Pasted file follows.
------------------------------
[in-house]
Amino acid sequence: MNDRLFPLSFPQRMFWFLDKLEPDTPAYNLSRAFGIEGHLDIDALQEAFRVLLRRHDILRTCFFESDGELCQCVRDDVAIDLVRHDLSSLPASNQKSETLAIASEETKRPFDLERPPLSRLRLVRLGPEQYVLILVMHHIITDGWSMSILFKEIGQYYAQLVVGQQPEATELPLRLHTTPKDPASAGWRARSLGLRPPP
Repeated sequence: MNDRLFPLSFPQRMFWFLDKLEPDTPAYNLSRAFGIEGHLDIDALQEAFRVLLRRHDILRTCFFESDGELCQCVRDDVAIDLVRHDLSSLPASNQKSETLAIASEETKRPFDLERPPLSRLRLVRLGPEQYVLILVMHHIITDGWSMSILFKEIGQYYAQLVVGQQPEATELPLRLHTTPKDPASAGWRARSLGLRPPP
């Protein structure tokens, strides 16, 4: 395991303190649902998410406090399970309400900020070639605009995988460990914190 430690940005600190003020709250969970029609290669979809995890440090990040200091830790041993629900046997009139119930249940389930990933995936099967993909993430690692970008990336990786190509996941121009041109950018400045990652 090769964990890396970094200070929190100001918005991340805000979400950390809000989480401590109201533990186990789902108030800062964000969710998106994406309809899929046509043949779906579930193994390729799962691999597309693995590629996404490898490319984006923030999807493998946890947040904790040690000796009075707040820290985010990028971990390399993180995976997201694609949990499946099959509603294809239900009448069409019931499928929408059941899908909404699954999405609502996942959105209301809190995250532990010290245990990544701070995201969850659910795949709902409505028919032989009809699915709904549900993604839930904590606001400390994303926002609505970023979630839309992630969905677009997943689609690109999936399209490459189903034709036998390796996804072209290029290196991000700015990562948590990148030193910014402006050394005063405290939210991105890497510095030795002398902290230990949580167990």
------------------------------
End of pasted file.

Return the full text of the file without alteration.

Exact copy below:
[in-house]
Amino acid sequence: MNDRLFPLSFPQRMFWFLDKLEPDTPAYNLSRAFGIEGHLDIDALQEAFRVLLRRHDILRTCFFESDGELCQCVRDDVAIDLVRHDLSSLPASNQKSETLAIASEETKRPFDLERPPLSRLRLVRLGPEQYVLILVMHHIITDGWSMSILFKEIGQYYAQLVVGQQPEATELPLRLHTTPKDPASAGWRARSLGLRPPP
Repeated sequence: MNDRLFPLSFPQRMFWFLDKLEPDTPAYNLSRAFGIEGHLDIDALQEAFRVLLRRHDILRTCFFESDGELCQCVRDDVAIDLVRHDLSSLPASNQKSETLAIASEETKRPFDLERPPLSRLRLVRLGPEQYVLILVMHHIITDGWSMSILFKEIGQYYAQLVVGQQPEATELPLRLHTTPKDPASAGWRARSLGLRPPP
């Protein structure tokens, strides 16, 4: 395991303190649902998410406090399970309400900020070639605009995988460990914190 430690940005600190003020709250969970029609290669979809995890440090990040200091830790041993629900046997009139119930249940389930990933995936099967993909993430690692970008990336990786190509996941121009041109950018400045990652 090769964990890396970094200070929190100001918005991340805000979400950390809000989480401590109201533990186990789902108030800062964000969710998106994406309809899929046509043949779906579930193994390729799962691999597309693995590629996404490898490319984006923030999807493998946890947040904790040690000796009075707040820290985010990028971990390399993180995976997201694609949990499946099959509603294809239900009448069409019931499928929408059941899908909404699954999405609502996942959105209301809190995250532990010290245990990544701070995201969850659910795949709902409505028919032989009809699915709904549900993604839930904590606001400390994303926002609505970023979630839309992630969905677009997943689609690109999936399209490459189903034709036998390796996804072209290029290196991000700015990562948590990148030193910014402006050394005063405290939210991105890497510095030795002398902290230990949580167990």